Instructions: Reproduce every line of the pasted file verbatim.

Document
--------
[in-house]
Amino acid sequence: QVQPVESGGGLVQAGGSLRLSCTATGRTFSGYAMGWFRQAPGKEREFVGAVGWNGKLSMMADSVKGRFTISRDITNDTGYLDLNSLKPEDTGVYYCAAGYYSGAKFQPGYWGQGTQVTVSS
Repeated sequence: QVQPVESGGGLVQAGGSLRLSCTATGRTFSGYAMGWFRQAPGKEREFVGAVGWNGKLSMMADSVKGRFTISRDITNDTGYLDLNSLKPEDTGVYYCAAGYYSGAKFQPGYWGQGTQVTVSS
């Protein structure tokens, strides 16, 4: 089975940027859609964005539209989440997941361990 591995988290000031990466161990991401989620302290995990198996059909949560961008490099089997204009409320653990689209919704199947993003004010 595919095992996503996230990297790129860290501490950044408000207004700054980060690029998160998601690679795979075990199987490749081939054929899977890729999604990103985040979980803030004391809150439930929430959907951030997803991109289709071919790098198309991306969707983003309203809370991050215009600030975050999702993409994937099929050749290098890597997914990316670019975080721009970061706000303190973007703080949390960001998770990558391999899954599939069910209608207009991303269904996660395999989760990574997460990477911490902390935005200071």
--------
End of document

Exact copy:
[in-house]
Amino acid sequence: QVQPVESGGGLVQAGGSLRLSCTATGRTFSGYAMGWFRQAPGKEREFVGAVGWNGKLSMMADSVKGRFTISRDITNDTGYLDLNSLKPEDTGVYYCAAGYYSGAKFQPGYWGQGTQVTVSS
Repeated sequence: QVQPVESGGGLVQAGGSLRLSCTATGRTFSGYAMGWFRQAPGKEREFVGAVGWNGKLSMMADSVKGRFTISRDITNDTGYLDLNSLKPEDTGVYYCAAGYYSGAKFQPGYWGQGTQVTVSS
């Protein structure tokens, strides 16, 4: 089975940027859609964005539209989440997941361990 591995988290000031990466161990991401989620302290995990198996059909949560961008490099089997204009409320653990689209919704199947993003004010 595919095992996503996230990297790129860290501490950044408000207004700054980060690029998160998601690679795979075990199987490749081939054929899977890729999604990103985040979980803030004391809150439930929430959907951030997803991109289709071919790098198309991306969707983003309203809370991050215009600030975050999702993409994937099929050749290098890597997914990316670019975080721009970061706000303190973007703080949390960001998770990558391999899954599939069910209608207009991303269904996660395999989760990574997460990477911490902390935005200071």